Thursday
Mar312011

Phandroid says Riptide GP is the best game at CTIA!

The good folks at Phandroid have called Riptide GP the best Android game at the International CTIA Wireless show in Orlando last week.

It’s so graphically rich and too much fun to put down. The physics in this game are looking great and it isn’t even ready for primetime yet. 

Nice!  The build he played didn't even have stunting in it yet.  And let me tell you, the stunting is fuuuuunnn. 

Read the whole article to find out about the other great showings, including the new HTC 3D phone and more:

Phandroid:  Best of CTIA Wireless 2011

Tuesday
Mar292011

Riptide GP details stunting mechanic in Pocket Gamer preview

Our friends over at Pocket Gamer UK have run a preview of Riptide GP that offers some tantalizing new details about the game and a couple of exclusive new screenshots.

The biggest new announcement about Riptide GP's gameplay is stunting as a core part of the game mechanic.  Here's how it works:

Every race track in Riptide GP features lots of opportunities for grabbing huge air.  Not just ramps, but massive rolling waves that -- if you catch them just right -- vault you high above the track.  When you're in the air, you can use swipe gestures on the tablet or phone screen to pull off tricks like Superman, Can-Can, flips and tabletops.  Pull the trick off successfully before landing and you earn boost.  Splash into the water mid-trick and...well, the results are painful.

Check out the Pocket Gamer article for more info and screenshots!

Thursday
Mar102011

Presentation: The Language of Game Environments

Back in December, Creative Director Matt Small flew out to Washington DC to talk about "The Language of Game Environments" to a group of government and university researchers.

The Game Changers conference was hosted by the University of Maryland Center for Advanced Study of Language (CASL) and the Foreign Service Institute (FSI).  Attendees were mostly language-learning researchers interested in finding ways to use video games to aid in education and language acquisition.

Matt's presentation is a high-level overview of how game environments have changed during the last 30 years, and explores some of the techniques environment modelers and level designers use to guide players through these increasingly complex 3D spaces and interactions.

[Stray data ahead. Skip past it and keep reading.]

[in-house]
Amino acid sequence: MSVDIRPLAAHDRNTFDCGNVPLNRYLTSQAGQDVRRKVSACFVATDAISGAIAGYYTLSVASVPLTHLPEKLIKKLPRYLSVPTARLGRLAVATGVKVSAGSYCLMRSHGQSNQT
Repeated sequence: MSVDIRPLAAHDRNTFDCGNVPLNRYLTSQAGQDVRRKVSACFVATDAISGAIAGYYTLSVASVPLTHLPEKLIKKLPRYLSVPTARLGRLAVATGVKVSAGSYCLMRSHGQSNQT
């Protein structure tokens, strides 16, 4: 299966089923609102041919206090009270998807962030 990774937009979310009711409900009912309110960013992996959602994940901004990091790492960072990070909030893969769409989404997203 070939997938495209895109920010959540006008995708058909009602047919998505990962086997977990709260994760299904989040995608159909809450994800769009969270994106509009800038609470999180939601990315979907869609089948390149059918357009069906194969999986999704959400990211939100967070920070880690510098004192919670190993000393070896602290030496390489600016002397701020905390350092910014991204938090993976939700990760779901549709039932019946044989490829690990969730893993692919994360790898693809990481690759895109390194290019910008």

The presentation slides and video have now been posted on the CASL website.  The video of the full 45-minute presentation and Q&A is here.  If you're watching the video you may find it helpful to grab the PDF first, since you can't see many of the slides in the video. You can download the presentation PDF file here.

Also, the full roster of presentations are here:  Game Changers Roundtable.  

Particularly good are Brian Upton's presentation on how designers use and manipulate player anticipation, Mark Dank's on the changing game audience and how it's affected the industry, and Sarah Stocker's on the virtuous cycle of addiction in games.   Keep in mind the audience here are all non-gamers, so some of this stuff may be a little "introductory" for the hardest of the hard-core, but it's all interesting stuff.  You may also want to check out David Traum's presentation on the university research going on around natural language simulation.

Friday
Feb252011

Interview: Vector Unit on what it takes to run an indie studio

Steve Conger at The Gamesman posted a great interview with Vector Unit's Matt Small and Ralf Knoesel.

Get a behind the scenes look at the development of Riptide GP and Hydro Thunder Hurricane, and learn a little more about the indie game development roller coaster.

It's really a pleasure for us to talk with someone like Steve who's genuinely interested in the process of game development.  Hopefully this discussion can give people thinking of starting their own business a little more insight into what it takes and how to go about it.

Link:  Special Edition Riptide GP/Vector Unit Interview

 

Thursday
Feb242011

Riptide GP teaser trailer is out

The first ever HD video of Riptide GP live gameplay is now out and about on YouTube and elsewhere.  

This is the reason we decided to make this game for Tegra 2.  Notice the shiny hydro jets and the realtime reflections on the water.  Marvel at the procedural wave simulations.  Ooh and ahh over the multipass shaders.  

But most of all please enjoy the sweetness.

Not too bad for a phone/tablet game, right?